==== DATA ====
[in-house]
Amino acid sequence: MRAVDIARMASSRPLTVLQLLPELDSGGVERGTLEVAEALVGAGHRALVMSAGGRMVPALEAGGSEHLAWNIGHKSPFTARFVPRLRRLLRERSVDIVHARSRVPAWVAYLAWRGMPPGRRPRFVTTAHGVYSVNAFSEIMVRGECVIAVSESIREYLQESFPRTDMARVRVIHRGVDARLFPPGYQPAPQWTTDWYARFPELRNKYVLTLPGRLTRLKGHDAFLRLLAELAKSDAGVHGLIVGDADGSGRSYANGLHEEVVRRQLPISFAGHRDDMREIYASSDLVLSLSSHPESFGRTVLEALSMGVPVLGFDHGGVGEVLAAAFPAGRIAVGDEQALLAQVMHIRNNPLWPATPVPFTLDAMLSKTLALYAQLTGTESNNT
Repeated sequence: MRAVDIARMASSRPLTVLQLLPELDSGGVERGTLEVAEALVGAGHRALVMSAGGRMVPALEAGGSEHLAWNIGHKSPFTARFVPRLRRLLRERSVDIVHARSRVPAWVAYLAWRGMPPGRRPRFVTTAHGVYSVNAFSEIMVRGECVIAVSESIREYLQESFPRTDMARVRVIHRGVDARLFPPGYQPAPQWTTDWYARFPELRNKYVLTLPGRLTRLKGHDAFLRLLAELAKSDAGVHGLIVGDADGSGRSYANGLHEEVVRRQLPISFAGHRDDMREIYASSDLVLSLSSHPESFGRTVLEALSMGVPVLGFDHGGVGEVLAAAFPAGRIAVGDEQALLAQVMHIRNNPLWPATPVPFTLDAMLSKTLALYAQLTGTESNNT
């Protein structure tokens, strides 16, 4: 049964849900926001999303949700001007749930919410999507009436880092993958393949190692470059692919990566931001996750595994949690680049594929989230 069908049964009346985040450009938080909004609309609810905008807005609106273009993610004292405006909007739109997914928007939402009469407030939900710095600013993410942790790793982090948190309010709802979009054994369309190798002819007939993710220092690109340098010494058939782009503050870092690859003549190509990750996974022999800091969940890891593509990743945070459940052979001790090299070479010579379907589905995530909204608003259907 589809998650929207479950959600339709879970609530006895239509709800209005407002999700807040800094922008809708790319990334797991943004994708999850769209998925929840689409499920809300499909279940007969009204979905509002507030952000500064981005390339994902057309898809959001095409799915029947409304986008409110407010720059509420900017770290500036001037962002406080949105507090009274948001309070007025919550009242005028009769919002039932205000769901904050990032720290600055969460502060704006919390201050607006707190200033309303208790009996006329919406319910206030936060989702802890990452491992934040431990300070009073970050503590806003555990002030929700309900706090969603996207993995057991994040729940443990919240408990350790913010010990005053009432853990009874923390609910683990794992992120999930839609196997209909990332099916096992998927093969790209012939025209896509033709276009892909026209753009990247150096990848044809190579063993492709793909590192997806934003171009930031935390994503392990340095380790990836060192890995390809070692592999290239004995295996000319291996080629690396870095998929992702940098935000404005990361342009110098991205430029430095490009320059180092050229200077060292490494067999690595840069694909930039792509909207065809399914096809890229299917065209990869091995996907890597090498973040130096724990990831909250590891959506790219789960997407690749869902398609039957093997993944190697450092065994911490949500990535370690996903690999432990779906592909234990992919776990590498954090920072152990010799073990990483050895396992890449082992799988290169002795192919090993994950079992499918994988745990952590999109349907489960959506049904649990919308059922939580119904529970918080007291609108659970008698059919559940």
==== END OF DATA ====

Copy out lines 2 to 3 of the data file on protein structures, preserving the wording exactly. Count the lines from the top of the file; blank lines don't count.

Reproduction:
Amino acid sequence: MRAVDIARMASSRPLTVLQLLPELDSGGVERGTLEVAEALVGAGHRALVMSAGGRMVPALEAGGSEHLAWNIGHKSPFTARFVPRLRRLLRERSVDIVHARSRVPAWVAYLAWRGMPPGRRPRFVTTAHGVYSVNAFSEIMVRGECVIAVSESIREYLQESFPRTDMARVRVIHRGVDARLFPPGYQPAPQWTTDWYARFPELRNKYVLTLPGRLTRLKGHDAFLRLLAELAKSDAGVHGLIVGDADGSGRSYANGLHEEVVRRQLPISFAGHRDDMREIYASSDLVLSLSSHPESFGRTVLEALSMGVPVLGFDHGGVGEVLAAAFPAGRIAVGDEQALLAQVMHIRNNPLWPATPVPFTLDAMLSKTLALYAQLTGTESNNT
Repeated sequence: MRAVDIARMASSRPLTVLQLLPELDSGGVERGTLEVAEALVGAGHRALVMSAGGRMVPALEAGGSEHLAWNIGHKSPFTARFVPRLRRLLRERSVDIVHARSRVPAWVAYLAWRGMPPGRRPRFVTTAHGVYSVNAFSEIMVRGECVIAVSESIREYLQESFPRTDMARVRVIHRGVDARLFPPGYQPAPQWTTDWYARFPELRNKYVLTLPGRLTRLKGHDAFLRLLAELAKSDAGVHGLIVGDADGSGRSYANGLHEEVVRRQLPISFAGHRDDMREIYASSDLVLSLSSHPESFGRTVLEALSMGVPVLGFDHGGVGEVLAAAFPAGRIAVGDEQALLAQVMHIRNNPLWPATPVPFTLDAMLSKTLALYAQLTGTESNNT